[Talk-transit] NaPTAN bus stop database import

Roger Slevin roger at slevin.plus.com
Sun Mar 1 08:36:15 GMT 2009


You comment that York doesn't appear to be aware of the stoparea principle
... this is widespread.  There are no downstream national applications that
make use of stopareas - and no pressure, therefore, to create stoparea data.
In the areas of South and East England (SE, EM and EA regions on traveline)
which (from this week) will be working with a combined multi-region database
which also includes London, our system handles stopareas in two ways :
- explicit stopareas contained in NaPTAN records, and
- implicit stopareas created from the stoppoint records where stoppoints
have identical commonnames and are within certain proximity limits of each
other (a span of 150m for two stoppoints, or 250m for three or more
This "implicit stoparea" process means that the stoparea data maintains
itself when stoppoint data is maintained according to the rules - and works
well for us.  But it is an approach which works only with our particular
supplier's data import processes each week.
Where implicit stopareas exist in our regional journey planner they do not
appear in NaPTAN and cannot be used in any other system (unless they apply
the same rules when importing stoppoint data from NaPTAN).

I would counsel the use of care with stopareas, therefore - as they are not
widely used.

You also referred to "national" stopareas - those with prefixes which begin
with 9 and refer to Rail Stations, Airports, Ferry ports and
Tram/Metro/LightRail stations.  The existence of these stopareas is indeed
in the relevant "national" area database - but they can also contain
stopareas or stoppoints from local geographical data.  Again the use of this
is most significant in the SE, EM and regions - as these relationships
define locations at which interchange can take place in the regional journey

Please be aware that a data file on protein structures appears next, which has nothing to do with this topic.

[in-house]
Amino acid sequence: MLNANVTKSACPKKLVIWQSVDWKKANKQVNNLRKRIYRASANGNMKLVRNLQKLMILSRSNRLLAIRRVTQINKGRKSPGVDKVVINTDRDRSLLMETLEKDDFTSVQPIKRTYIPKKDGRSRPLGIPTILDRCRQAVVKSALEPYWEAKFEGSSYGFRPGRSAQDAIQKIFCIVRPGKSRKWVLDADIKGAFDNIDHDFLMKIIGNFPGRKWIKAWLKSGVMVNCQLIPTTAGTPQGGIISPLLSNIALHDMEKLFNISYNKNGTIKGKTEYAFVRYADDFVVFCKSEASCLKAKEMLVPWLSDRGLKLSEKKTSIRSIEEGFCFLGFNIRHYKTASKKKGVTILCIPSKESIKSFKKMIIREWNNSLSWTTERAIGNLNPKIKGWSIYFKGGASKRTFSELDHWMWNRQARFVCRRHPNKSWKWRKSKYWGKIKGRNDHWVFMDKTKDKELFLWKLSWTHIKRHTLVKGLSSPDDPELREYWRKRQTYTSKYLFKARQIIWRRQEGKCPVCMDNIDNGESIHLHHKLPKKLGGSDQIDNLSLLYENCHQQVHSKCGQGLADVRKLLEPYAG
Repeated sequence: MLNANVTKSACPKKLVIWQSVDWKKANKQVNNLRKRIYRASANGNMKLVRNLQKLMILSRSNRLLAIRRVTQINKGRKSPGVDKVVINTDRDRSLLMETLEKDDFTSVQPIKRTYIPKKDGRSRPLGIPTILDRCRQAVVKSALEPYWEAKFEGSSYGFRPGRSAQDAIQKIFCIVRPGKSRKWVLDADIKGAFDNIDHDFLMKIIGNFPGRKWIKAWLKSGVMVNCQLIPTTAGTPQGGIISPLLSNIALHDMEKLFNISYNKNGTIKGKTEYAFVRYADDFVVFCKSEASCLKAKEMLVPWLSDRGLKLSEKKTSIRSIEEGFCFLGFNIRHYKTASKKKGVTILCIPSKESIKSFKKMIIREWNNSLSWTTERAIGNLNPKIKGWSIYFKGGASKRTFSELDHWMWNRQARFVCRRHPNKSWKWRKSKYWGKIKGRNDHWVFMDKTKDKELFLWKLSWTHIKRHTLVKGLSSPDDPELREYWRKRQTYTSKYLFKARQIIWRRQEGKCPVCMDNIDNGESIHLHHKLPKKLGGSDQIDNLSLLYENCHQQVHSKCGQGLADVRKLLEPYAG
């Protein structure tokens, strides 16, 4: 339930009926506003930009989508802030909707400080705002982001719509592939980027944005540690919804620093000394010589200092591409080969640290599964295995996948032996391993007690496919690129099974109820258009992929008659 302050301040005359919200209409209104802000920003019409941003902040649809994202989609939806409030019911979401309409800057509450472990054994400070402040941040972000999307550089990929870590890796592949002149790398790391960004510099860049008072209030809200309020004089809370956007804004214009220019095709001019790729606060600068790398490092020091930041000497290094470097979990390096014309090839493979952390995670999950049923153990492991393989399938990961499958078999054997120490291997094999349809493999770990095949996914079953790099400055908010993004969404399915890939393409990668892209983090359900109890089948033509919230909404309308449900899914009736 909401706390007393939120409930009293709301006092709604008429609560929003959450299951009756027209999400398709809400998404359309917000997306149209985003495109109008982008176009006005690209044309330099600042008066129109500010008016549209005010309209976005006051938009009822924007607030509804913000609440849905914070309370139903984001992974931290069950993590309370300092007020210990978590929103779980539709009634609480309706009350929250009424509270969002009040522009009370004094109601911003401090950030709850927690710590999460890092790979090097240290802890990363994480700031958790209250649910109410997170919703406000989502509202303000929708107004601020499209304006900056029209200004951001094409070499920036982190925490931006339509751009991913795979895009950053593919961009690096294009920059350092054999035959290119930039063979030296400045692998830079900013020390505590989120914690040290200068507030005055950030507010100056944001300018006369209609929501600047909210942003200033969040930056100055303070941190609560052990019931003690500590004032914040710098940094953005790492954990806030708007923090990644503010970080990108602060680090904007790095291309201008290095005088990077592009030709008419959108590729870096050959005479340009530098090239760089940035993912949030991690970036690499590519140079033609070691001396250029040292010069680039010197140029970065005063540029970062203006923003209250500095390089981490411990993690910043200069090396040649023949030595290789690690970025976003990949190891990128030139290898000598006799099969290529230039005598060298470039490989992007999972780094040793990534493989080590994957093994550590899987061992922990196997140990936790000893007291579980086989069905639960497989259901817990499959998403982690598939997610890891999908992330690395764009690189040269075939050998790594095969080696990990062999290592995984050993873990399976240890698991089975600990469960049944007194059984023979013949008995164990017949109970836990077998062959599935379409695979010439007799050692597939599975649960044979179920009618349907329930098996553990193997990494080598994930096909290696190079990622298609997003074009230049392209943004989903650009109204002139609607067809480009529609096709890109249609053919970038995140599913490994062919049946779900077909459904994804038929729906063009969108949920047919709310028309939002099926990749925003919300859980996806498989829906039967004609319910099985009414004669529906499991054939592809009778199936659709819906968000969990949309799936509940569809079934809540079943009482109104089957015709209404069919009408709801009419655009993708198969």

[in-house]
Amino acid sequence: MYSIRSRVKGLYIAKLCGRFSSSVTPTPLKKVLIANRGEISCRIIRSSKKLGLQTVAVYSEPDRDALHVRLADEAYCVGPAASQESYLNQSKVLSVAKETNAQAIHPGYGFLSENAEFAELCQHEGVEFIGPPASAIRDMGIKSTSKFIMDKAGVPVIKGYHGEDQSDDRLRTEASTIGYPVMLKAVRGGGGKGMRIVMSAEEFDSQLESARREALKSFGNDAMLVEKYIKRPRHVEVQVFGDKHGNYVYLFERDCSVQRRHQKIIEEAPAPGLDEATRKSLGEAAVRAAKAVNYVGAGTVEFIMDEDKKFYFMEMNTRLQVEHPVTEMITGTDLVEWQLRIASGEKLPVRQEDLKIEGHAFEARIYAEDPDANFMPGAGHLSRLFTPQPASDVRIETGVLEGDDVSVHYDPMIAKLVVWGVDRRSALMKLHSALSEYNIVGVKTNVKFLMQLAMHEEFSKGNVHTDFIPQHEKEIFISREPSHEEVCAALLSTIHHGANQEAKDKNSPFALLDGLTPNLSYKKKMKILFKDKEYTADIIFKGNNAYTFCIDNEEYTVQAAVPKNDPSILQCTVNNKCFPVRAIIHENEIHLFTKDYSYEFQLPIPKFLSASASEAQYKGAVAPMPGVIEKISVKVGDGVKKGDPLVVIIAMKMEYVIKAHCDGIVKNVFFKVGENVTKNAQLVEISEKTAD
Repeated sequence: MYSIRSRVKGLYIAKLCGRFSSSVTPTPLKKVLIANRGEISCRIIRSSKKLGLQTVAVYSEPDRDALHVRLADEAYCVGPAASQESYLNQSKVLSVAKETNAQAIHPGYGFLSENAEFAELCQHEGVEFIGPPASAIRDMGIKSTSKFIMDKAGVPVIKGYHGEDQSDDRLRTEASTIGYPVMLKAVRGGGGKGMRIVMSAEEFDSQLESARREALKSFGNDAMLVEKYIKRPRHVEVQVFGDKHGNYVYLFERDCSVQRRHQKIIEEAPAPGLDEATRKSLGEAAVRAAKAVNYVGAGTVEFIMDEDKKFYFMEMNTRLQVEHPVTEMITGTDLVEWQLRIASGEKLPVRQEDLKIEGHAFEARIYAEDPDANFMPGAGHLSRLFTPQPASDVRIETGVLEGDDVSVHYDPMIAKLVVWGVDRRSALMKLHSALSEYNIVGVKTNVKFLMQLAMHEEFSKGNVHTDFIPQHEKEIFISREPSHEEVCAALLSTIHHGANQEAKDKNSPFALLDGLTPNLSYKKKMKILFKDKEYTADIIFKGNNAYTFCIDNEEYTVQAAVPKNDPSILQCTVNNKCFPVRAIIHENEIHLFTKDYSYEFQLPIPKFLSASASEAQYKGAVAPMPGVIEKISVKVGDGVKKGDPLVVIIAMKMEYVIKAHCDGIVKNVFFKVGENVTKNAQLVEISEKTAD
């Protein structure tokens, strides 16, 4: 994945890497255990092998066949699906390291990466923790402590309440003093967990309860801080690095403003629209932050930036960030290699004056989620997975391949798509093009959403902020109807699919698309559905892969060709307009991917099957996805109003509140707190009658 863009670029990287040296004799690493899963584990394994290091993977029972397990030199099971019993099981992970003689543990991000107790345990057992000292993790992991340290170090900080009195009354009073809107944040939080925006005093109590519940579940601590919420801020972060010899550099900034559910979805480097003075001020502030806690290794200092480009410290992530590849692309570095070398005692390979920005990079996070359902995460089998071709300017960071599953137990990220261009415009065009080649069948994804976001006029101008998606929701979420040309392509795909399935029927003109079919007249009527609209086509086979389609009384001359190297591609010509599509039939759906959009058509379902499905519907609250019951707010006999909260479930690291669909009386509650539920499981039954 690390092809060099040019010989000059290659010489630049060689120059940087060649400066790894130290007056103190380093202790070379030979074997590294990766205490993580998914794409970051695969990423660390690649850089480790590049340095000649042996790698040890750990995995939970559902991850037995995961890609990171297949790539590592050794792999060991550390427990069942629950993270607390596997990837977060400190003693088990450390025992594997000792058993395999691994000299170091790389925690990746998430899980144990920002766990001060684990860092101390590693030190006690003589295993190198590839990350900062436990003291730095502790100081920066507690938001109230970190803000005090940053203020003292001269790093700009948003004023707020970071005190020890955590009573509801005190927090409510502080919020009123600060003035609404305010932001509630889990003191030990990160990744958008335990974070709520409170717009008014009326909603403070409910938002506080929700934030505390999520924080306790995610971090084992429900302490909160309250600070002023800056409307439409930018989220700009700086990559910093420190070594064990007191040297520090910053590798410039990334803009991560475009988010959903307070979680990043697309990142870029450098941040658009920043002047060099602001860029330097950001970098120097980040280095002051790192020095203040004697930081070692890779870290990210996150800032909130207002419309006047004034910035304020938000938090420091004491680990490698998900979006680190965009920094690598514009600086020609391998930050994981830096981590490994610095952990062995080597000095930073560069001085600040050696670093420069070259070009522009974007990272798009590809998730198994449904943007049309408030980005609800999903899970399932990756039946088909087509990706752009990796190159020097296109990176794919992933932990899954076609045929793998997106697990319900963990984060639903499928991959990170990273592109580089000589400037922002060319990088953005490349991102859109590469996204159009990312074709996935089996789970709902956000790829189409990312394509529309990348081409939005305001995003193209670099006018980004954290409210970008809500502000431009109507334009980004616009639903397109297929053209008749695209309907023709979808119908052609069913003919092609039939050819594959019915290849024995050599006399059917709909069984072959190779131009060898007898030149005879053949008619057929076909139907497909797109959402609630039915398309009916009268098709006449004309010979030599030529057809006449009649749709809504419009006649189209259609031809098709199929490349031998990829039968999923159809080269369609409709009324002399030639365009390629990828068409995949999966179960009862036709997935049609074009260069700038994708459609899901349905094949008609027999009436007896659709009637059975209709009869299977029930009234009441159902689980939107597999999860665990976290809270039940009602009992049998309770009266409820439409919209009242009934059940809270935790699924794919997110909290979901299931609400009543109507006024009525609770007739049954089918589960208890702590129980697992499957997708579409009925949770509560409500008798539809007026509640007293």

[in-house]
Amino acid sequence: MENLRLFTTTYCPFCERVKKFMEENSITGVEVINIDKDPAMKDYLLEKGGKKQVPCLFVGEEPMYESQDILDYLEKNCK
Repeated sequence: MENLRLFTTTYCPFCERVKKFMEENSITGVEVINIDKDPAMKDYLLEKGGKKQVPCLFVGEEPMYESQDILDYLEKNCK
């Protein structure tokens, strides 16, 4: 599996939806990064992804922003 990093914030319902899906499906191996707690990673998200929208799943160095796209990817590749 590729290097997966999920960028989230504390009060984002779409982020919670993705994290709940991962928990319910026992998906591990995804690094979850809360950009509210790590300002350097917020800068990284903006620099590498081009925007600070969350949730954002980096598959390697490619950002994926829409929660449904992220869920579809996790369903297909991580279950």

planner.  I am not aware of any other regions where this is significant.

Finally, I should note that because EM and EA are changing system supplier
and adopting a system which relies completely on NaPTAN, a lot of data
editing and improvement is going on in both regions (and will continue to do
so for some time yet).  So, although the development of the process of
importing NaPTAN data should go ahead now, I will recommend that a fresh
download of data is supplied in due course so that the current phase of data
improvements in these regions in particular are captured when it is
appropriate to do so.

Best wishes


2009/3/1 Thomas Wood <grand.edgemaster at gmail.com>:
> 2009/2/28 Brian Prangle <bprangle at googlemail.com>:
> In other news, whilst on the train to (and from) York today, I wrote a
> sizable chunk of the StopArea code for the converter. It's in a mostly
> working state, the only issues I have to work out are StopArea
> hierarchies, particularly when a StopArea is defined in another
> region's dataset, the national rail one, for example.
> I'm either going to have to do a mass convert of the whole dataset at
> once (which I'm not looking forward to, since I suspect the memory use
> will skyrocket), or try and resolve the dependencies by parsing the
> national datasets to get a hash of all the StopAreas, and then append
> on the county level StopAreas as and when they're created, finally we
> can then upload the national StopArea points, as and when we get
> around to those types of data. (AIrports, NatRail, to name a few)

Whilst in York, I was able to photograph some bus stops, I've done a
quick comparison of the data, it seems to be the worst in terms of
standards compliance so far, but seems to be quite self consistent,
which is a small bonus.

Why quote the above? Well, it seems that York is unaware of the
existance of the StopArea principle. (At least, I couldn't find it in
a quick grepping of the data).


Thomas Wood

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